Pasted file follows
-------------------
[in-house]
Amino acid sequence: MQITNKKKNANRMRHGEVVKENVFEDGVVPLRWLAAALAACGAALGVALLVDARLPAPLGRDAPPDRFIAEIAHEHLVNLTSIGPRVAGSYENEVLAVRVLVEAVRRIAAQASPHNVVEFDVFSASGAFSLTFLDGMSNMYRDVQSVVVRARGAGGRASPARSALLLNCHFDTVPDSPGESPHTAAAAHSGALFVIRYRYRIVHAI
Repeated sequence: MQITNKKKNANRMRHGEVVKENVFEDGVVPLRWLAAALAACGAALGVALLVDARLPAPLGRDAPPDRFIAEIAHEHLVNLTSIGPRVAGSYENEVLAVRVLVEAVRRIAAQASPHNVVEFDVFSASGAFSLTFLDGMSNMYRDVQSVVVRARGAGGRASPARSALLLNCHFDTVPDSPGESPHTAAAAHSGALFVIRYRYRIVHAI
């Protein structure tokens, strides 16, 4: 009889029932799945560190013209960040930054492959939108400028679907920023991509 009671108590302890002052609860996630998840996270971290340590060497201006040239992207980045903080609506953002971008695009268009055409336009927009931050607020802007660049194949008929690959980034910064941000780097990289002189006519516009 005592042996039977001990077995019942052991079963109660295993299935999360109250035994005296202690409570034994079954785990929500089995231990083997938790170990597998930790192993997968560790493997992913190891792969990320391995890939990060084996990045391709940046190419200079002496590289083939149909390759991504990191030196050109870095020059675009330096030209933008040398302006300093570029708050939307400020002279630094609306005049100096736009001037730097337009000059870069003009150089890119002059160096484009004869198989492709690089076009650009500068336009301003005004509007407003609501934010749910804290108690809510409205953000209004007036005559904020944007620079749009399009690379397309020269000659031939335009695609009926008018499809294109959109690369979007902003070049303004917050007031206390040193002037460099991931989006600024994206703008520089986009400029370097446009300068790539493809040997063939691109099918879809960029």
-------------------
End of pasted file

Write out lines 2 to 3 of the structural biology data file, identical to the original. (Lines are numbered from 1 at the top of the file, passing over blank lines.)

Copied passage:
Amino acid sequence: MQITNKKKNANRMRHGEVVKENVFEDGVVPLRWLAAALAACGAALGVALLVDARLPAPLGRDAPPDRFIAEIAHEHLVNLTSIGPRVAGSYENEVLAVRVLVEAVRRIAAQASPHNVVEFDVFSASGAFSLTFLDGMSNMYRDVQSVVVRARGAGGRASPARSALLLNCHFDTVPDSPGESPHTAAAAHSGALFVIRYRYRIVHAI
Repeated sequence: MQITNKKKNANRMRHGEVVKENVFEDGVVPLRWLAAALAACGAALGVALLVDARLPAPLGRDAPPDRFIAEIAHEHLVNLTSIGPRVAGSYENEVLAVRVLVEAVRRIAAQASPHNVVEFDVFSASGAFSLTFLDGMSNMYRDVQSVVVRARGAGGRASPARSALLLNCHFDTVPDSPGESPHTAAAAHSGALFVIRYRYRIVHAI